The Right to Information (RTI) Act, came into force about twelve years ago, when India was struggling to curb corruption, particularly in government offices. However, today, it’s effectiveness and relevance is being incessantly questioned. People are losing faith in RTI because of the inactiveness of activists and distrust in governmental agencies, which either delay the information sought or don’t reply at all.
In fact, information obtained through the act itself, reveals that the government has cut down the budget for the advertisement of RTI by 80%. Many RTI activists accuse the government of not responding to their queries, and the employees argue that the government has worsened the condition of RTI in past few years despite Prime Minister Narendra Modi talking about encouraging the use of this act. He has many a time, advised the various departments of government to keep in mind the three Ts while responding to the RTI applications – Timeline, Transparency, and Trouble-free. However, the implementation of this principle has been lax in most cases, if not all.
Recently, the central government issued a memorandum instructing its officers and employees to not leak “sensitive” information. Whether this is an attempt to actually prevent misuse of such data, or a threat to transparency as far as this act is concerned, is not entirely clear.
RTI has always been a very strong tool in the hands of the fourth pillar of democracy – an independent press. This law not only provides strength to the media, but its birth is also the result of a campaign started by media people before the act was enacted. In 1982, when the Mazdoor Kisan Shakti Sangathan (MKSS) was not even born, the second Press Commission and Press Parishad advocated for Right to Information. Media continued to be an active part of the mass movement of MKSS that started after 1990.
The ‘Right to Information- Right to Live’ slogan was first given by Prabhash Joshi in his newspaper Jansatta. Some of the institutions of media saw RTI as “new journalism” and it was utilizing this right properly. Perhaps this is why journalists who used RTI as a tool to extract information from the government were employed in many newspapers and news channels. Reporters were expected to use RTI for making their reports more comprehensive and factually rich.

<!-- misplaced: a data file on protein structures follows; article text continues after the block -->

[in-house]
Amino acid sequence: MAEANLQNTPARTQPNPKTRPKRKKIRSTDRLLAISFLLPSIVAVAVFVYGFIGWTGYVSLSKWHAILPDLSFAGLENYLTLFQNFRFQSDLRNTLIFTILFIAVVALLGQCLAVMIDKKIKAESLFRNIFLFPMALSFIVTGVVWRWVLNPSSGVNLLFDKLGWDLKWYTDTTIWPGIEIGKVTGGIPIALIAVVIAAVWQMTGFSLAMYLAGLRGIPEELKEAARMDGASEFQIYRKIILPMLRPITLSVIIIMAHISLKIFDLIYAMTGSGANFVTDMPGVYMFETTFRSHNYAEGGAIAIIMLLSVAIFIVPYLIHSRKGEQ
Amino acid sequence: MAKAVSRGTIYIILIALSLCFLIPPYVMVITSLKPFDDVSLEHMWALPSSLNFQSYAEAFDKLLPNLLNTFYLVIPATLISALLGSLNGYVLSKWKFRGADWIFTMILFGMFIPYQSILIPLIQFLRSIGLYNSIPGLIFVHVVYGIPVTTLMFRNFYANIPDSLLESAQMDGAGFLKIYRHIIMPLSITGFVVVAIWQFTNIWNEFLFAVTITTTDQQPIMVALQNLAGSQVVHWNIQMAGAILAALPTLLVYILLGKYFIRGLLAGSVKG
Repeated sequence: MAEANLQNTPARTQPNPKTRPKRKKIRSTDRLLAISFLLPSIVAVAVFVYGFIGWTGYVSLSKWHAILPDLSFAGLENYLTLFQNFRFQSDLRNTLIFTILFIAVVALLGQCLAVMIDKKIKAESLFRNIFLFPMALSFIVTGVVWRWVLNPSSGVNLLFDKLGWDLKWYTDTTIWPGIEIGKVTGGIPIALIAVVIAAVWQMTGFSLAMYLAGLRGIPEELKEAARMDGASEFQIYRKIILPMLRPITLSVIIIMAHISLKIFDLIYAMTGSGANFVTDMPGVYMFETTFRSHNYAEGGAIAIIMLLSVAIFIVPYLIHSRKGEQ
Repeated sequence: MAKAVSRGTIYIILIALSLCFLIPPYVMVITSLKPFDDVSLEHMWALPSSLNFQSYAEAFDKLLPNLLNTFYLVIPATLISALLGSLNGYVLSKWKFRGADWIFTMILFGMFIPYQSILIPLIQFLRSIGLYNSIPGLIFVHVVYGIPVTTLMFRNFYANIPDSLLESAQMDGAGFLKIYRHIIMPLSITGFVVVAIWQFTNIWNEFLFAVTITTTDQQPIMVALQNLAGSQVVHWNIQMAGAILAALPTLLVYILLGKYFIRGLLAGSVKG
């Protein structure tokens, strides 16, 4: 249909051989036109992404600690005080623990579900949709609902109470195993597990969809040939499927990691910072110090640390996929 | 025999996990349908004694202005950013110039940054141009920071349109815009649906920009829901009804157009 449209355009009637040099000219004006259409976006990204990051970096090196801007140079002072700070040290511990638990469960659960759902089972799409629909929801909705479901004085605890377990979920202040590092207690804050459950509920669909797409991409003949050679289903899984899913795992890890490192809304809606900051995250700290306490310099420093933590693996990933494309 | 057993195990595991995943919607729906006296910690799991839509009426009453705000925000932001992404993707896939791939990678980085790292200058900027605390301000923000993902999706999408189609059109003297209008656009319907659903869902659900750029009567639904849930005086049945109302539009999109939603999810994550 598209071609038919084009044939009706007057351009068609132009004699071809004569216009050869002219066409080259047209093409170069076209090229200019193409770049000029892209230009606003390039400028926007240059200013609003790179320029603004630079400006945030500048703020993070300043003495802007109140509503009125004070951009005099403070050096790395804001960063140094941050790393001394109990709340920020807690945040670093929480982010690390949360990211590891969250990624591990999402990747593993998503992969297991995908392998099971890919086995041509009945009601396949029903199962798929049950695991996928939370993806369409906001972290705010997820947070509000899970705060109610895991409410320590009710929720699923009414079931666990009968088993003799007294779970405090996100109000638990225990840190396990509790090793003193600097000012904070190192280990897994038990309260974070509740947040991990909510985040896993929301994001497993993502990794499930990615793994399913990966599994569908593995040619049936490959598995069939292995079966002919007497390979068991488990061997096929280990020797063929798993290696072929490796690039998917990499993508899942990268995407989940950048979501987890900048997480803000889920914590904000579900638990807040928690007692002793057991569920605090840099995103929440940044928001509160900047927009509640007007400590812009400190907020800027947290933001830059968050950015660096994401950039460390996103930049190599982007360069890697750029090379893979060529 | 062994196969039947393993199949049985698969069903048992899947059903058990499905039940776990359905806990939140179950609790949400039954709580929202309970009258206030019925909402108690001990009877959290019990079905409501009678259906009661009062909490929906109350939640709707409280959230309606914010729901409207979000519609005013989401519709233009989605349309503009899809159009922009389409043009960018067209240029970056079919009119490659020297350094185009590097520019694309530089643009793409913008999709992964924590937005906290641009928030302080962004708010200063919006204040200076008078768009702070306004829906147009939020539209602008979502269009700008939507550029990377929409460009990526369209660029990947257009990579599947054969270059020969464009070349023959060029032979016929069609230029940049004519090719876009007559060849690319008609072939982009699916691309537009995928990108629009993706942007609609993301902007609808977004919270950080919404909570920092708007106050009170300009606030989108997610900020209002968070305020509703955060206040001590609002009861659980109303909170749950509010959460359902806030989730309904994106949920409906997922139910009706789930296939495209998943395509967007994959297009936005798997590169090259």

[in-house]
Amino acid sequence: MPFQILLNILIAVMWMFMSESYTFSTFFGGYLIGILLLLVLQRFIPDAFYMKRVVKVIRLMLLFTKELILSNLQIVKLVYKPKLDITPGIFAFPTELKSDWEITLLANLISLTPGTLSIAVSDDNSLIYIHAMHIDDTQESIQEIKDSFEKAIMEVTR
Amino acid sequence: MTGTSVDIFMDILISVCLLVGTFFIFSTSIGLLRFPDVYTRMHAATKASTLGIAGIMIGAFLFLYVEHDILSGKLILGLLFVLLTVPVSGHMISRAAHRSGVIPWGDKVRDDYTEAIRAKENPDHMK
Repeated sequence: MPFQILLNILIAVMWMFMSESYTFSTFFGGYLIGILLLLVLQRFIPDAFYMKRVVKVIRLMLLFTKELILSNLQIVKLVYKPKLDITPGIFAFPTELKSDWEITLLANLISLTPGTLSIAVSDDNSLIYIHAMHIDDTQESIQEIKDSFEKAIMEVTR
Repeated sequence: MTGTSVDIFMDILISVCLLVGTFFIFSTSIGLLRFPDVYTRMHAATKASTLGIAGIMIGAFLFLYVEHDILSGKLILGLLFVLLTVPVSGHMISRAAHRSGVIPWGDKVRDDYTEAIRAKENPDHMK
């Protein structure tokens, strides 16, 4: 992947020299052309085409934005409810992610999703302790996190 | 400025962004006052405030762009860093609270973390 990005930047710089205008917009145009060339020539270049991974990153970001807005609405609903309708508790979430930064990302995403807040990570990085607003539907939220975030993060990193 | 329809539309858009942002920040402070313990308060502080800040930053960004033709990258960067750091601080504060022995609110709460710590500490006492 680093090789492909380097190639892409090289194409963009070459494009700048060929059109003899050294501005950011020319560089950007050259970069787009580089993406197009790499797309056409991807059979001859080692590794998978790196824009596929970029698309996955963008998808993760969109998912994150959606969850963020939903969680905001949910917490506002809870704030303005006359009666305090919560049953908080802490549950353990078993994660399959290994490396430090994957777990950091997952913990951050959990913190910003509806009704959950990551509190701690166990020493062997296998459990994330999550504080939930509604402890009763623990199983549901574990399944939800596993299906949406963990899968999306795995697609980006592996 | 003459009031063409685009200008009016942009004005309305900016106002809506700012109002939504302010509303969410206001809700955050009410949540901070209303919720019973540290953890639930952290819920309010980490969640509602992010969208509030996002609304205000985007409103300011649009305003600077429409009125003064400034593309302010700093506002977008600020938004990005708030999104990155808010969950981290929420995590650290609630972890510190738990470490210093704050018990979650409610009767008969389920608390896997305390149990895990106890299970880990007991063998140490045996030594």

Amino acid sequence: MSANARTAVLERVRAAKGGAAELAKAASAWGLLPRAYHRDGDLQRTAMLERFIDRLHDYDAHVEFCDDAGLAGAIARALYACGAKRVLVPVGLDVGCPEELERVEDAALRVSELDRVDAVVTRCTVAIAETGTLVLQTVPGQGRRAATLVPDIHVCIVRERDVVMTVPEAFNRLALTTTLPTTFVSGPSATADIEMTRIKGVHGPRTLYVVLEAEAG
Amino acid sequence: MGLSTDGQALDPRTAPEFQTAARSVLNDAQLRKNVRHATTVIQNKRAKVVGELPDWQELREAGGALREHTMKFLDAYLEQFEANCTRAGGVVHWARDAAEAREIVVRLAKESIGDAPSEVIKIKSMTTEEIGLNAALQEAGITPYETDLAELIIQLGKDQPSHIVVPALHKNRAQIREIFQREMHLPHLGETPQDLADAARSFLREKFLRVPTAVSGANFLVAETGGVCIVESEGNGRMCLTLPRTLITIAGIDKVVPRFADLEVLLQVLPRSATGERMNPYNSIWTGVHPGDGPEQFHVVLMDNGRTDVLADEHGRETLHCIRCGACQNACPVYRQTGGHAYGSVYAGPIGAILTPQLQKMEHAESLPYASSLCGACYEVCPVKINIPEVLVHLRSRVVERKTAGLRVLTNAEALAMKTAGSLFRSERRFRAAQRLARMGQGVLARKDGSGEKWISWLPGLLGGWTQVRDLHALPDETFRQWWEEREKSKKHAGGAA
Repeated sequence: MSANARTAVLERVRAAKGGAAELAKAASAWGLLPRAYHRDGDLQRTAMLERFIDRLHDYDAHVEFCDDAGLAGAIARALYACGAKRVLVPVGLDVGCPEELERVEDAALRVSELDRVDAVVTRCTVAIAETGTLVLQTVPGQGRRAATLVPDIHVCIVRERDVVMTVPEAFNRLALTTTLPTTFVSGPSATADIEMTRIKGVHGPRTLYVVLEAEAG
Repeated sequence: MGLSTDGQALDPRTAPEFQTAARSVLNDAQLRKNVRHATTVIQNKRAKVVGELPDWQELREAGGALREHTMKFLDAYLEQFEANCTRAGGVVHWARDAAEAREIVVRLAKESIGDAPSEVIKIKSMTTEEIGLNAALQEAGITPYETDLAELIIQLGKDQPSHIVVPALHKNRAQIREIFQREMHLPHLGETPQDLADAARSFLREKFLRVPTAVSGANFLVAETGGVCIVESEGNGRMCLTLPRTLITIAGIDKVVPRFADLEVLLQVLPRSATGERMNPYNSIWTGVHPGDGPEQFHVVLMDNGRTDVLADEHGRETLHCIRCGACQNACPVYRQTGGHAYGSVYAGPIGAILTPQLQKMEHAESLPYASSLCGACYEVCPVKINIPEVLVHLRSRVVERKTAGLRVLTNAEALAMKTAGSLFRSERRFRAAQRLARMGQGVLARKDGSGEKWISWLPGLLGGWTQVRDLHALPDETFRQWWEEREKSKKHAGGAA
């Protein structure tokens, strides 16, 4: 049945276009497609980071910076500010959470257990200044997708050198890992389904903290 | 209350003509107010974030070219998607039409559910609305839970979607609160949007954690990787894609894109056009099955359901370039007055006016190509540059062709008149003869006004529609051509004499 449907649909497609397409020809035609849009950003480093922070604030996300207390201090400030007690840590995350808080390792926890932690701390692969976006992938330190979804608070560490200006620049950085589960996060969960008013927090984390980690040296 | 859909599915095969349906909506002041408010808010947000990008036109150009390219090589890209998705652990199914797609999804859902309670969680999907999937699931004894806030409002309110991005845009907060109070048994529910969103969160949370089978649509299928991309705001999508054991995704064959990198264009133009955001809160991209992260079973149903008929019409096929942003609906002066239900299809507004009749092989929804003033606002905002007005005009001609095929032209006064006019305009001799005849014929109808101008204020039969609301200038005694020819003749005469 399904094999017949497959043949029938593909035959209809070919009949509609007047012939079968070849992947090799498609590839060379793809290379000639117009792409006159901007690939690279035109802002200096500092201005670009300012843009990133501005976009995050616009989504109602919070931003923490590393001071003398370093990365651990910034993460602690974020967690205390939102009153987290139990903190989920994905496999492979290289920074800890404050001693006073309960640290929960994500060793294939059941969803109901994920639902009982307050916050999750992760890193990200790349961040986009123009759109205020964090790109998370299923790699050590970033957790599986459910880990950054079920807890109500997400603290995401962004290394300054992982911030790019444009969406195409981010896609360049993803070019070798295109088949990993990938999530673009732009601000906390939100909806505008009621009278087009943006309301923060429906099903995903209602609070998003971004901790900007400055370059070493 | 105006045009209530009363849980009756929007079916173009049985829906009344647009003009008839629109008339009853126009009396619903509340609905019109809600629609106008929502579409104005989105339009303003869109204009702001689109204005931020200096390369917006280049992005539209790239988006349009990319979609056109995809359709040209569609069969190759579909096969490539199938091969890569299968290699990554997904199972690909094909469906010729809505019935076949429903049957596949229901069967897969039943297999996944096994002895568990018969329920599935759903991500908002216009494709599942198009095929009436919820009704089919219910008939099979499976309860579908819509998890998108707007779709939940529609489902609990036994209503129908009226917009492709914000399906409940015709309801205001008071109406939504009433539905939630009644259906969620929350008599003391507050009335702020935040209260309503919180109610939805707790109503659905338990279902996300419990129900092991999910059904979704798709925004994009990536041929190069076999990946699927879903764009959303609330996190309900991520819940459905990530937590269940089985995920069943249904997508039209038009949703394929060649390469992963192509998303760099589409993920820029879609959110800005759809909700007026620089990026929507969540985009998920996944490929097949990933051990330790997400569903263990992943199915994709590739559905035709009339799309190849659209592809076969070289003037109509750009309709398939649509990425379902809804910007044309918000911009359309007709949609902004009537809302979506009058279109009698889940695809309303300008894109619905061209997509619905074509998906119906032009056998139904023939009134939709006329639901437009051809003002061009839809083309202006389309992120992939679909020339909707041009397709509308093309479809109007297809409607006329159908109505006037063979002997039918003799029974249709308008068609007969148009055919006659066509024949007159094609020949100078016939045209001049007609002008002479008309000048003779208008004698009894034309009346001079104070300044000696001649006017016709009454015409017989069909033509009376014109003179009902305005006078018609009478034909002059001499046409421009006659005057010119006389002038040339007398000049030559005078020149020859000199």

TV-9 is the first channel of India which established an RTI and investigation desk, whereas UNI TV is the first news agency of South Asia which did the same. The social networking websites also boosted the dissemination of information’s sought under RTI’s. Hence, the mainstream media had no choice but to include a sizable amount of this information in their headlines because they could not afford to avoid them.
Many a time, only filing an RTI to an important department became breaking news. The facts related to Batla House encounter, Shohrabuddin encounter, police torturing the general public in Gani plot area in Godhra, Hashimpura riots, Mumbai attacks, Parliament attack, Delhi Jal Board, robbing of the amount reserved for Child labour welfare in MP, funds of political parties, Bhopal gas tragedy, foreign relations of Indian government with ruling communist party of China and People’s Liberation Army, hooliganism of the medicine companies, scam in almost all the health-related schemes for minorities, rent of wakf property and many more serious and interesting, true stories were brought to the public’s attention using the Right to Information as a tool.
It is no secret that the amount of significant information delivered through RTI is extremely limited. Most of the activists who used to file RTIs and were instrumental in unravelling the truth in many spheres of public interest have almost become silent. If figures are to be believed, the Central Information Commission has more than 23,879 pending cases of second appeal and complaint.There is an urgent need to change the way things are working (in fact, are rather stagnant) right now; Failing which, it may take over four years (or more) to deal with all the pending applications.
The condition of State Information Commissions is more worrisome. It is important to note here that Article 15 of RTI says that it is mandatory for every state to have an Information Commission. This commission must consist of one Chief Information Executive and more than ten Information Executives (depending upon the requirement). But the matter of concern is that the basic provision of this law has not been met. There are a number of states, where the office of CIE is still empty and no efforts are being made to fill these posts.
Undoubtedly, the government cannot afford to abolish it completely but RTI seems to be waning slowly. Information is not just being delayed, it’s also being denied, which in turn, is discouraging activists to file an RTI.
Even the media has gotten disenchanted with RTI and as a result, is unable to provide comprehensive and coherent news to the citizens. However, there is no denying that if media realises the potential of RTI again and revives it the true sense the whole picture will change. It has the power to push the government to be transparent and respond t RTIs, instead of evading them.